Summary of everything in unit P2a:

Motion and forces

Static electricity

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Distance-time graphs

  • A distance-time graph shows the distance an object moves in period of time.
  • To work out the speed of the object from you graph you look at the gradient and do:  

                        speed = change in distance/change in time

  • The steeper the gradient, the faster the object is moving.
  • If the graph is curved, this shows speed changing gradually.
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Velocity, acceleration and direction

  • The velocity of an object is its speed in a given direction.
  • A change in velocity (speeding up or slowing down) is called acceleration or deceleration.
  • The calculation for working out acceleration is:

          acceleration = change in velocity/ time taken for change

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Velocity-time graphs

  • A velocity-time graph shows how the velocity of an object changes with time.
  • The gradient of a velocity-time graph represents acceleration.
  • The area under the line shows distance traveled.
  • Terminal velocity:
  • An object falling through the air eventually reaches a top speed, its terminal velocity.
  • At this speed, the force of weight downwards balances the force of air upwards.
  • At this point the resultant force is 0.
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  • For every force, there is an equal and opposite force.
  • Balanced forces have the same value but act in opposite directions.
  • An object will remain stationary or move at a constant speed unless an external force acts upon it.
  • To calculate force, the equation is:

                          Force = Mass x Acceleration

  • The smaller the mass, the bigger the acceleration.
  • The bigger the force, the bigger the acceleration.
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Stopping Distance

  • If a driver has to stop suddenly, the stopping distance depends on the distance the car travels during the drivers reaction time (thinking distance) and then while the brakes are applied (braking distance).
  • The calculation for stopping distance is:

                    stopping distance = thinking distance x braking distance

  • The calculation for thinking distance is:

                      thinking distance = speed x reaction time

  • The greater the speed, the greater the stopping distance.
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Work, Energy and Force

  • The work done is the energy required to move an object.
  • The equation for this is:

                       work done (J) = force (N) x distance moved (m)

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Transferring and Transforming Energy

  • Kinetic energy is the energy of movement.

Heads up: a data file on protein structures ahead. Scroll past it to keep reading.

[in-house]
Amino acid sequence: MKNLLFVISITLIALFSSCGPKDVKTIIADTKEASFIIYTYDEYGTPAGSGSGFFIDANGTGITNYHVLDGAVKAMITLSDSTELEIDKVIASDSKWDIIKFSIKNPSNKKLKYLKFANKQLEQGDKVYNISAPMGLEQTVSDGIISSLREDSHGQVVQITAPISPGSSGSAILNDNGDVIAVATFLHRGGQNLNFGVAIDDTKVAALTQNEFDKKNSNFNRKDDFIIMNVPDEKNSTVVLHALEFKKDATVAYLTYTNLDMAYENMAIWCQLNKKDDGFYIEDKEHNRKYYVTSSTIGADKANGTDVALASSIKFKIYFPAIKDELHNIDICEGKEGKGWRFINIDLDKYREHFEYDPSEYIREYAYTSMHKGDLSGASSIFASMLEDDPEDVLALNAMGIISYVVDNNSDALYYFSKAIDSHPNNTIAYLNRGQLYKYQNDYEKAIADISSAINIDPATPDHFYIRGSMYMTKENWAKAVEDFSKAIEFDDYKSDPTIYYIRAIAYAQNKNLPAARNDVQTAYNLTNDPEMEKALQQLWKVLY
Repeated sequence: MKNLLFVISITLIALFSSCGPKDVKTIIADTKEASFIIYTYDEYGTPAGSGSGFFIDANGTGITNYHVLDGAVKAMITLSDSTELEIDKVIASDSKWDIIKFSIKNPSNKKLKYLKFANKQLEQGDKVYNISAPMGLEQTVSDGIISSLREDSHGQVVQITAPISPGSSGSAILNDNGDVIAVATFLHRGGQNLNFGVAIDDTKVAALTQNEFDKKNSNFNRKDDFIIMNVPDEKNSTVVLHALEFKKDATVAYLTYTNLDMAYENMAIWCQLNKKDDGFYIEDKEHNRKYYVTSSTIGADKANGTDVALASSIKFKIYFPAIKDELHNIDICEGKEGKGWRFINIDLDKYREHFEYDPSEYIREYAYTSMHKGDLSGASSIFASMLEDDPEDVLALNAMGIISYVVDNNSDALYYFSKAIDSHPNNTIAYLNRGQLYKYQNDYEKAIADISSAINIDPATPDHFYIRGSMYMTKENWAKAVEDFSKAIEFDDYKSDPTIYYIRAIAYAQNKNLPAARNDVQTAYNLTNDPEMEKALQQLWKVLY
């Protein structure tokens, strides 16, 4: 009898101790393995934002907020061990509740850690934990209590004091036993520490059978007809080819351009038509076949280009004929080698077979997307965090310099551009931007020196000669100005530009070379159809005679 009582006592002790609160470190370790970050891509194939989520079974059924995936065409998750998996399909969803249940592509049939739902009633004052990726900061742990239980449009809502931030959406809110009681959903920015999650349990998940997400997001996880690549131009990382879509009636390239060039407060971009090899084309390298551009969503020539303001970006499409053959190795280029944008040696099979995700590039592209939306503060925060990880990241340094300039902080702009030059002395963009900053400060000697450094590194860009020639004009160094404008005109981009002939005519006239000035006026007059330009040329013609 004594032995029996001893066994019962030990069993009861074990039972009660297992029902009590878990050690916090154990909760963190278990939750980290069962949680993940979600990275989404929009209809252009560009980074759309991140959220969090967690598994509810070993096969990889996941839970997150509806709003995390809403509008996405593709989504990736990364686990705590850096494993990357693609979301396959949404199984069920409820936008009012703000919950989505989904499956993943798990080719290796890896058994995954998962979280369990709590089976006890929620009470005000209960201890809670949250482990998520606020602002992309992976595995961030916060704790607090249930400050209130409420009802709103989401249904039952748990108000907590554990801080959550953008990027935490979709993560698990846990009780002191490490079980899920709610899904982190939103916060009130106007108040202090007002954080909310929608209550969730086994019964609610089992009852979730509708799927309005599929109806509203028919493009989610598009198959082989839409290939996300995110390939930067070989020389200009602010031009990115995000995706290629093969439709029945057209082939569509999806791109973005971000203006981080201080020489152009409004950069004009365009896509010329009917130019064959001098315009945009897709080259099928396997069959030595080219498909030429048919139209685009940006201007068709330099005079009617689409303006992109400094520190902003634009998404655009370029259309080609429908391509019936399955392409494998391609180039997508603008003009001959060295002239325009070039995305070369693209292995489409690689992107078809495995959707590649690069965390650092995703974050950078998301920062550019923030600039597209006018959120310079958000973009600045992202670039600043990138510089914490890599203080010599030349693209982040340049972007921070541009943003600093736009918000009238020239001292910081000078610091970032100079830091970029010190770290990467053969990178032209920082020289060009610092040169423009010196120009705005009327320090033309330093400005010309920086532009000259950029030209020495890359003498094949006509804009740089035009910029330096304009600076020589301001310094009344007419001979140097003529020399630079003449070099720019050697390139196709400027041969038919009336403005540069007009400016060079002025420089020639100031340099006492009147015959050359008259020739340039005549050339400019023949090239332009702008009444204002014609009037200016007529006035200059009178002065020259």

• The kinetic energy of an object increases when its mass/speed increases.
  • The kinetic energy of an object decreases when its mass/speed decreases.
  • If an object hits another object and stops, the kinetic energy is transferred, but if the object does not quite stop, then only some of the energy is transferred.
  • In an experiment using a car rolling down a ramp, the car would have potential energy at the top of the ramp which would then be transformed into kinetic energy as it started to move.
  • The equation for calculation kinetic energy is:

                       kinetic energy = 1/2mv  (mass, velocity)

  • The equation for calculating potential energy is:

                        potential energy = mgh  (mass, gravity, height)   

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  • Objects have momentum when they move.
  • The calculation for working out momentum is:

                     momentum = mass x velocity

  • Momentum is not the same as kinetic energy because momentum is a vector quantity meaning it has a direction as well as a size but kinetic energy is a scalar quantity meaning it only has a size.
  • A force can change an objects momentum by changing its velocity:

                     change in momentum = mass x change in velocity

  • A force can also change an objects momentum by changing its direction.
  • A change in momentum depends on the size of the force and the time over which it acts. The force is given by:

                     force = change in momentum/time

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Static electricity

  • When two materials are rubbed together, negatively charged electrons are transferred from one to the other making both materials electrically charged.
  • If an object gains electrons, it has a negative charge and if it loses electrons it has a positive charge.
  • Their charges are equal and opposite static electrical charges.
  • Like charges repel, unlike charges attract.
  • Insulators (eg. plastic, glass) hold electrical charge.
  • Electrical conductors (eg. metals, water) allow charge to flow as an electrical current in a closed circuit.
  • Static electricity can be dangerous if sparks cause flammable materials to ignite of explode.Earthing prevents a build up of static charge.
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